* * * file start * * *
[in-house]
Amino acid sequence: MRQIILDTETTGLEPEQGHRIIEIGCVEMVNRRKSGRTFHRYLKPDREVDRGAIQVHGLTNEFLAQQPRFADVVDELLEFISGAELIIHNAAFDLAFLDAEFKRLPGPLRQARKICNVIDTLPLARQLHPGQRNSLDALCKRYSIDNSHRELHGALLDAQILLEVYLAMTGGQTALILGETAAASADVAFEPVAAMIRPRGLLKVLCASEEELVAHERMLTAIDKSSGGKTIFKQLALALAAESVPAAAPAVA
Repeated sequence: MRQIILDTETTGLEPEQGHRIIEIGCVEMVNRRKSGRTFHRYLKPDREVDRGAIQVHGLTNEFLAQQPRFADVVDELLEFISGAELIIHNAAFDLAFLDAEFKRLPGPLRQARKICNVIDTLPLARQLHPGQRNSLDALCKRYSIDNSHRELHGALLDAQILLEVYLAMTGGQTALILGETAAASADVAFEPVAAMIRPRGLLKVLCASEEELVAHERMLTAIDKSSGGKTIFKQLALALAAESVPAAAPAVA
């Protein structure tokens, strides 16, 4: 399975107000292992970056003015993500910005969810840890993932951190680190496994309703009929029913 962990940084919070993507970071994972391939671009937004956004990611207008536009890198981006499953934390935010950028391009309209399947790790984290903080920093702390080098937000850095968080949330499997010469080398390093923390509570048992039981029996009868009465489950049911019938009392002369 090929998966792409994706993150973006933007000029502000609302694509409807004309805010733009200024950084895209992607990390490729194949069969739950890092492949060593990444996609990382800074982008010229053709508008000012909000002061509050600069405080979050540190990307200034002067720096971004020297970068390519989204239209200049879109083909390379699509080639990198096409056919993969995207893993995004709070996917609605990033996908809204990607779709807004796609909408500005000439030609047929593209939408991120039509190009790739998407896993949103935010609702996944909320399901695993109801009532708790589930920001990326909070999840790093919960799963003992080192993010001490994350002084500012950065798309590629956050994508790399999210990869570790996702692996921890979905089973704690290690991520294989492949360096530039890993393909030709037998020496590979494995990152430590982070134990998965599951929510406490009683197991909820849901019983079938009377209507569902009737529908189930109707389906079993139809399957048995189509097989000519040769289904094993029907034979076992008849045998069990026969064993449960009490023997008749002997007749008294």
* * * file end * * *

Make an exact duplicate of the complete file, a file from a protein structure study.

[in-house]
Amino acid sequence: MRQIILDTETTGLEPEQGHRIIEIGCVEMVNRRKSGRTFHRYLKPDREVDRGAIQVHGLTNEFLAQQPRFADVVDELLEFISGAELIIHNAAFDLAFLDAEFKRLPGPLRQARKICNVIDTLPLARQLHPGQRNSLDALCKRYSIDNSHRELHGALLDAQILLEVYLAMTGGQTALILGETAAASADVAFEPVAAMIRPRGLLKVLCASEEELVAHERMLTAIDKSSGGKTIFKQLALALAAESVPAAAPAVA
Repeated sequence: MRQIILDTETTGLEPEQGHRIIEIGCVEMVNRRKSGRTFHRYLKPDREVDRGAIQVHGLTNEFLAQQPRFADVVDELLEFISGAELIIHNAAFDLAFLDAEFKRLPGPLRQARKICNVIDTLPLARQLHPGQRNSLDALCKRYSIDNSHRELHGALLDAQILLEVYLAMTGGQTALILGETAAASADVAFEPVAAMIRPRGLLKVLCASEEELVAHERMLTAIDKSSGGKTIFKQLALALAAESVPAAAPAVA
């Protein structure tokens, strides 16, 4: 399975107000292992970056003015993500910005969810840890993932951190680190496994309703009929029913 962990940084919070993507970071994972391939671009937004956004990611207008536009890198981006499953934390935010950028391009309209399947790790984290903080920093702390080098937000850095968080949330499997010469080398390093923390509570048992039981029996009868009465489950049911019938009392002369 090929998966792409994706993150973006933007000029502000609302694509409807004309805010733009200024950084895209992607990390490729194949069969739950890092492949060593990444996609990382800074982008010229053709508008000012909000002061509050600069405080979050540190990307200034002067720096971004020297970068390519989204239209200049879109083909390379699509080639990198096409056919993969995207893993995004709070996917609605990033996908809204990607779709807004796609909408500005000439030609047929593209939408991120039509190009790739998407896993949103935010609702996944909320399901695993109801009532708790589930920001990326909070999840790093919960799963003992080192993010001490994350002084500012950065798309590629956050994508790399999210990869570790996702692996921890979905089973704690290690991520294989492949360096530039890993393909030709037998020496590979494995990152430590982070134990998965599951929510406490009683197991909820849901019983079938009377209507569902009737529908189930109707389906079993139809399957048995189509097989000519040769289904094993029907034979076992008849045998069990026969064993449960009490023997008749002997007749008294």